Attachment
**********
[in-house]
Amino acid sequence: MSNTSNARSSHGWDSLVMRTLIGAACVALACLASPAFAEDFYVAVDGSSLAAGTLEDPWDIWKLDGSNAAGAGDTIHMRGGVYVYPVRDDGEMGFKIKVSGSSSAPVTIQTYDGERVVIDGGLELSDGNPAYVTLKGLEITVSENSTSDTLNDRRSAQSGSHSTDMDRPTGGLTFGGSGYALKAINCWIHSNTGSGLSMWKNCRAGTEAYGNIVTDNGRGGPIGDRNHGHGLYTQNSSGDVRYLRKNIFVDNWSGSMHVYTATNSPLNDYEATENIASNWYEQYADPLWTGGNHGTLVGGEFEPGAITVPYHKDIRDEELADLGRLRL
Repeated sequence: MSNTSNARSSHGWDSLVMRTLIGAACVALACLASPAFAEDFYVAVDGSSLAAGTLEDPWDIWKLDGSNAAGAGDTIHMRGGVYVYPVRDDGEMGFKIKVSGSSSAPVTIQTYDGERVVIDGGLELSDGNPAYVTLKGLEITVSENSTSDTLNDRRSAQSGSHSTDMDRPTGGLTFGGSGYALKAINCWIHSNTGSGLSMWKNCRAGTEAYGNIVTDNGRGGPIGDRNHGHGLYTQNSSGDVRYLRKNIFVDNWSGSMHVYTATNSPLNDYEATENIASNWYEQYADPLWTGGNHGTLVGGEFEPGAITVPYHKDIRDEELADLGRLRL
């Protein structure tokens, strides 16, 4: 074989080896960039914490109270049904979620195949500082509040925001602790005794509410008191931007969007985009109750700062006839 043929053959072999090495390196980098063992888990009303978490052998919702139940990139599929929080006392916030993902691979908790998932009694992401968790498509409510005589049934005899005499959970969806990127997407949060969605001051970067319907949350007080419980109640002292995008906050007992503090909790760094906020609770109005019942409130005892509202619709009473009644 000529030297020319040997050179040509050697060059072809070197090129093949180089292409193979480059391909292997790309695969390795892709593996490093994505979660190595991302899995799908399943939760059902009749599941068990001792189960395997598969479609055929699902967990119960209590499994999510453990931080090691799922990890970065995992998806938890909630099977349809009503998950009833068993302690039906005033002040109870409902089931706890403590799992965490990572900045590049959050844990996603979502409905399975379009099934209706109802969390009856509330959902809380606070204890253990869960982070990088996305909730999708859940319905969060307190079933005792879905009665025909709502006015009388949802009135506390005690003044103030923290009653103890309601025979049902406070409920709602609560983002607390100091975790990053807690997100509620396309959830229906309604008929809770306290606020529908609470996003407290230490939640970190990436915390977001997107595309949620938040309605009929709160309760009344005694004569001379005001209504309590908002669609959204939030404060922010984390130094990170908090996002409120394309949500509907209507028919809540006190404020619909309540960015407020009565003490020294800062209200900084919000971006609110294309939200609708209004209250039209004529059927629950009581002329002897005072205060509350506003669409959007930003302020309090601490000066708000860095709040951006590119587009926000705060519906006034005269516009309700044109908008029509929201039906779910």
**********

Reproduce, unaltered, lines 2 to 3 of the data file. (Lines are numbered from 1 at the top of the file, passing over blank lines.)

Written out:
Amino acid sequence: MSNTSNARSSHGWDSLVMRTLIGAACVALACLASPAFAEDFYVAVDGSSLAAGTLEDPWDIWKLDGSNAAGAGDTIHMRGGVYVYPVRDDGEMGFKIKVSGSSSAPVTIQTYDGERVVIDGGLELSDGNPAYVTLKGLEITVSENSTSDTLNDRRSAQSGSHSTDMDRPTGGLTFGGSGYALKAINCWIHSNTGSGLSMWKNCRAGTEAYGNIVTDNGRGGPIGDRNHGHGLYTQNSSGDVRYLRKNIFVDNWSGSMHVYTATNSPLNDYEATENIASNWYEQYADPLWTGGNHGTLVGGEFEPGAITVPYHKDIRDEELADLGRLRL
Repeated sequence: MSNTSNARSSHGWDSLVMRTLIGAACVALACLASPAFAEDFYVAVDGSSLAAGTLEDPWDIWKLDGSNAAGAGDTIHMRGGVYVYPVRDDGEMGFKIKVSGSSSAPVTIQTYDGERVVIDGGLELSDGNPAYVTLKGLEITVSENSTSDTLNDRRSAQSGSHSTDMDRPTGGLTFGGSGYALKAINCWIHSNTGSGLSMWKNCRAGTEAYGNIVTDNGRGGPIGDRNHGHGLYTQNSSGDVRYLRKNIFVDNWSGSMHVYTATNSPLNDYEATENIASNWYEQYADPLWTGGNHGTLVGGEFEPGAITVPYHKDIRDEELADLGRLRL